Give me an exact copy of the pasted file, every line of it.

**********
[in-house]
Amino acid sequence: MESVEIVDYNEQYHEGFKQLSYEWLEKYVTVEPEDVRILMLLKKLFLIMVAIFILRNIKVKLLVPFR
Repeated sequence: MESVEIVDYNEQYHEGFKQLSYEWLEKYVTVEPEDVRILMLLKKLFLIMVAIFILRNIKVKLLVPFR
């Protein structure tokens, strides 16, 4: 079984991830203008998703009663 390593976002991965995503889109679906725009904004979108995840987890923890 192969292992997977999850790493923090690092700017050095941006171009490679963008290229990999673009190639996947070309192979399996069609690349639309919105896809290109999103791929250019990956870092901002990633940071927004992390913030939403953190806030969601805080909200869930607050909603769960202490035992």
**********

[in-house]
Amino acid sequence: MESVEIVDYNEQYHEGFKQLSYEWLEKYVTVEPEDVRILMLLKKLFLIMVAIFILRNIKVKLLVPFR
Repeated sequence: MESVEIVDYNEQYHEGFKQLSYEWLEKYVTVEPEDVRILMLLKKLFLIMVAIFILRNIKVKLLVPFR
């Protein structure tokens, strides 16, 4: 079984991830203008998703009663 390593976002991965995503889109679906725009904004979108995840987890923890 192969292992997977999850790493923090690092700017050095941006171009490679963008290229990999673009190639996947070309192979399996069609690349639309919105896809290109999103791929250019990956870092901002990633940071927004992390913030939403953190806030969601805080909200869930607050909603769960202490035992």